How To Start A Career In Social Work
Rob Zawrotny, ArticlesBase.com
Over 600,000 social workers strive every day to make a positive impact on the lives of others. If you’re passionate about helping individuals, families, organizations, and communities, a career in social work might be right for you. Social workers find themselves helping people from all walks of life in a variety of atmospheres from schools to hospitals to prisons to nursing homes and handle casework, policy analysis, research, counseling, and teaching. They deal with issues such as poverty, abuse, addiction, unemployment, death, divorce, and physical illness. If a career switch to social work appeals to you, following is a brief background of social work basics and how to make a smooth transition.
More on Social Work
Salary: $32,590 - $48,420
Min. Education: Master's
Related Careers: Psychologist, Rehabilitation Counselor
Career Outlook: According to the U.S. Department of Labor’s Bureau of Labor Statistics (BLS), the social work profession is expected to grow by 30% by 2010 and is expected to grow faster than average for all occupations through 2014.
Median Annual Earnings for Social Workers (U.S., 2004)
• Child, Family, And School Social Workers: $34,820
• Medical And Public Health Social Workers: $40,080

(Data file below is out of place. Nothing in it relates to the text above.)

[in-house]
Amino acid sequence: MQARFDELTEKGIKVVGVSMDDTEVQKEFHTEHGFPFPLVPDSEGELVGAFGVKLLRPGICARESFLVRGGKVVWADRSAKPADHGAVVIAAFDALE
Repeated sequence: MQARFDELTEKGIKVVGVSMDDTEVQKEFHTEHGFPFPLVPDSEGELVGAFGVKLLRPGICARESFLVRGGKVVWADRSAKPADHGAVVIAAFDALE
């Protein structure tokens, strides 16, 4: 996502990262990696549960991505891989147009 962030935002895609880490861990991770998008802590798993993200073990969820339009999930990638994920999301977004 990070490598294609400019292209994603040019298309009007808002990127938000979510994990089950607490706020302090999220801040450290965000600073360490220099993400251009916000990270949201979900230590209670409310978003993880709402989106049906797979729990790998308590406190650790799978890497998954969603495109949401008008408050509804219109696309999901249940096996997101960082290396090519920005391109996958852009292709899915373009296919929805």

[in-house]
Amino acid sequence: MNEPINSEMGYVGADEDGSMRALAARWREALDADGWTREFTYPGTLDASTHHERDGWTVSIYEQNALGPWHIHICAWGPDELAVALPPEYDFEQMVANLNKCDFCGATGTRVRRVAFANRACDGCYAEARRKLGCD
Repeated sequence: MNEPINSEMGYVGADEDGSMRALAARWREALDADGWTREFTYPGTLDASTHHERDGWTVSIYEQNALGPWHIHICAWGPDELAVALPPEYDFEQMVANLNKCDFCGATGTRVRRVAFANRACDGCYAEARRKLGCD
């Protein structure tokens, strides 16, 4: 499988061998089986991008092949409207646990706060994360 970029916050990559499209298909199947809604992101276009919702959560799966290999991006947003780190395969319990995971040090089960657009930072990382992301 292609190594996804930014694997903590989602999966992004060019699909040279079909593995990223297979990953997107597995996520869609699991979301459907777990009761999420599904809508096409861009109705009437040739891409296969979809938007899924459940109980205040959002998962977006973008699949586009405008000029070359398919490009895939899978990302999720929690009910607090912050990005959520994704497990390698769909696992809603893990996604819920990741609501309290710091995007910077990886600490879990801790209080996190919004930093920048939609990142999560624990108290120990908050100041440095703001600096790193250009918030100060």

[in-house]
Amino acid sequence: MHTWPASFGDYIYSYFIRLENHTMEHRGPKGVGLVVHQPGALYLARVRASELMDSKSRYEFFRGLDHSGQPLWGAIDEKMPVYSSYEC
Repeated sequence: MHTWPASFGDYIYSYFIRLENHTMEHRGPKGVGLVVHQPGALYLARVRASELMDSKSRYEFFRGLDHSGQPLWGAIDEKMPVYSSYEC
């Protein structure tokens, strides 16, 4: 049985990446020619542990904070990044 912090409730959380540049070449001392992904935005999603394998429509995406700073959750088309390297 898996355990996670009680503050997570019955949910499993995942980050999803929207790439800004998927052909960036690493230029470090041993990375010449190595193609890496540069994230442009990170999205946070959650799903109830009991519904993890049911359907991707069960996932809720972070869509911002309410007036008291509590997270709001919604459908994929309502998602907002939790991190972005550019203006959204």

• Mental Health And Substance Abuse Social Workers: $33,920
• All Other Social Workers: $39,440
Education Requirements: All social workers must have a bachelors (BSW), masters (MSW), or doctoral degree (DSW or Ph.D.) and complete a predetermined number of hours in supervised fieldwork. Social workers also have to graduate from a program accredited by the Council on Social Work Education (CSWE). The CSWE reports that in 2004 there were 442 BSW programs and 168 MSW programs. While some people work with only a BSW, career options are more limited, so the MSW or DSW is more common.
• BSW: Accredited BSW programs typically take four years to complete and require 400 hours of supervised field experience. With a BSW, a graduate can work in an entry-level position, such as a caseworker.
• MSW: An MSW requires two years of study and has a prerequisite of an undergraduate degree in social work, psychology, or a similar field. An MSW allows a social worker to work in a clinical setting to diagnose and treat psychological problems.
• DSW: A doctoral degree takes anywhere from 4-7 years. A DSW has extensive training in therapy and research and is qualified to teach in a university setting.